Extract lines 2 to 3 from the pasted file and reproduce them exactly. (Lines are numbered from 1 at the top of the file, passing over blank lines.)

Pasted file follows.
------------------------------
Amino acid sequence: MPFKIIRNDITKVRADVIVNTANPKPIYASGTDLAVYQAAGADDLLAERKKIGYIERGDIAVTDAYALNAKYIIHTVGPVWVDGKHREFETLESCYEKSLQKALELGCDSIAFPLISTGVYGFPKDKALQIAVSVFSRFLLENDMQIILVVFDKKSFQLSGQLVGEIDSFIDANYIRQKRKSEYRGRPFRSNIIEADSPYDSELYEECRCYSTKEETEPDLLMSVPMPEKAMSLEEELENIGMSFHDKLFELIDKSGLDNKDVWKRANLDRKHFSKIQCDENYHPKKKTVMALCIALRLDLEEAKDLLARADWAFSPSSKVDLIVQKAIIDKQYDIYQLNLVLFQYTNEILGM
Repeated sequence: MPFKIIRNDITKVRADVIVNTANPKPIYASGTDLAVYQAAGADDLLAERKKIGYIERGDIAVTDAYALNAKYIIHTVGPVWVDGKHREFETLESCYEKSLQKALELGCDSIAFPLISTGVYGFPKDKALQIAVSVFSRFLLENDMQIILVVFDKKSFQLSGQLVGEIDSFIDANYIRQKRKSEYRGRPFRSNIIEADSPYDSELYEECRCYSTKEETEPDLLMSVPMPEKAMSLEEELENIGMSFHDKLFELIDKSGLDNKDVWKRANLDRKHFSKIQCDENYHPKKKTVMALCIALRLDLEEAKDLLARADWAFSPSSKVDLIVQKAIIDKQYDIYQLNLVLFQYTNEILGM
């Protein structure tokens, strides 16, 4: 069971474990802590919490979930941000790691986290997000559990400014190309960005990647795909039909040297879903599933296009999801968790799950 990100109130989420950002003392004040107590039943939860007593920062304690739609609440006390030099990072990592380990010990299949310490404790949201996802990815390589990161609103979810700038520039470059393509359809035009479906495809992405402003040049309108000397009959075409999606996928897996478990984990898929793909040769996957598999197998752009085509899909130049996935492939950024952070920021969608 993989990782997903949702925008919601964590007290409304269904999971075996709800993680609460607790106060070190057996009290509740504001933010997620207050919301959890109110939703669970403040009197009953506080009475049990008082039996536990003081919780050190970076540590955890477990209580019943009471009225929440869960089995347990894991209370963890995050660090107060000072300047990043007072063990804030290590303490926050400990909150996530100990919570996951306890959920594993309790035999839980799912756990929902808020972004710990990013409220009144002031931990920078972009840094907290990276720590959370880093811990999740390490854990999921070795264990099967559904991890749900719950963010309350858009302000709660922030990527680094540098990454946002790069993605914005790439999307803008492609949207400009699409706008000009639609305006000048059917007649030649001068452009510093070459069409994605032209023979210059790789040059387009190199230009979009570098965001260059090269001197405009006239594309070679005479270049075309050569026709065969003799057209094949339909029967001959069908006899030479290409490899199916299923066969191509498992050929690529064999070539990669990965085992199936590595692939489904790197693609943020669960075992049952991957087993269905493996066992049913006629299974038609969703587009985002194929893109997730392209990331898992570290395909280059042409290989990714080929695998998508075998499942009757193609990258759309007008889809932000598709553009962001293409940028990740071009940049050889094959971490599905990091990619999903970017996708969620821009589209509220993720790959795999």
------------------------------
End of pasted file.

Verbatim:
Repeated sequence: MPFKIIRNDITKVRADVIVNTANPKPIYASGTDLAVYQAAGADDLLAERKKIGYIERGDIAVTDAYALNAKYIIHTVGPVWVDGKHREFETLESCYEKSLQKALELGCDSIAFPLISTGVYGFPKDKALQIAVSVFSRFLLENDMQIILVVFDKKSFQLSGQLVGEIDSFIDANYIRQKRKSEYRGRPFRSNIIEADSPYDSELYEECRCYSTKEETEPDLLMSVPMPEKAMSLEEELENIGMSFHDKLFELIDKSGLDNKDVWKRANLDRKHFSKIQCDENYHPKKKTVMALCIALRLDLEEAKDLLARADWAFSPSSKVDLIVQKAIIDKQYDIYQLNLVLFQYTNEILGM
């Protein structure tokens, strides 16, 4: 069971474990802590919490979930941000790691986290997000559990400014190309960005990647795909039909040297879903599933296009999801968790799950 990100109130989420950002003392004040107590039943939860007593920062304690739609609440006390030099990072990592380990010990299949310490404790949201996802990815390589990161609103979810700038520039470059393509359809035009479906495809992405402003040049309108000397009959075409999606996928897996478990984990898929793909040769996957598999197998752009085509899909130049996935492939950024952070920021969608 993989990782997903949702925008919601964590007290409304269904999971075996709800993680609460607790106060070190057996009290509740504001933010997620207050919301959890109110939703669970403040009197009953506080009475049990008082039996536990003081919780050190970076540590955890477990209580019943009471009225929440869960089995347990894991209370963890995050660090107060000072300047990043007072063990804030290590303490926050400990909150996530100990919570996951306890959920594993309790035999839980799912756990929902808020972004710990990013409220009144002031931990920078972009840094907290990276720590959370880093811990999740390490854990999921070795264990099967559904991890749900719950963010309350858009302000709660922030990527680094540098990454946002790069993605914005790439999307803008492609949207400009699409706008000009639609305006000048059917007649030649001068452009510093070459069409994605032209023979210059790789040059387009190199230009979009570098965001260059090269001197405009006239594309070679005479270049075309050569026709065969003799057209094949339909029967001959069908006899030479290409490899199916299923066969191509498992050929690529064999070539990669990965085992199936590595692939489904790197693609943020669960075992049952991957087993269905493996066992049913006629299974038609969703587009985002194929893109997730392209990331898992570290395909280059042409290989990714080929695998998508075998499942009757193609990258759309007008889809932000598709553009962001293409940028990740071009940049050889094959971490599905990091990619999903970017996708969620821009589209509220993720790959795999």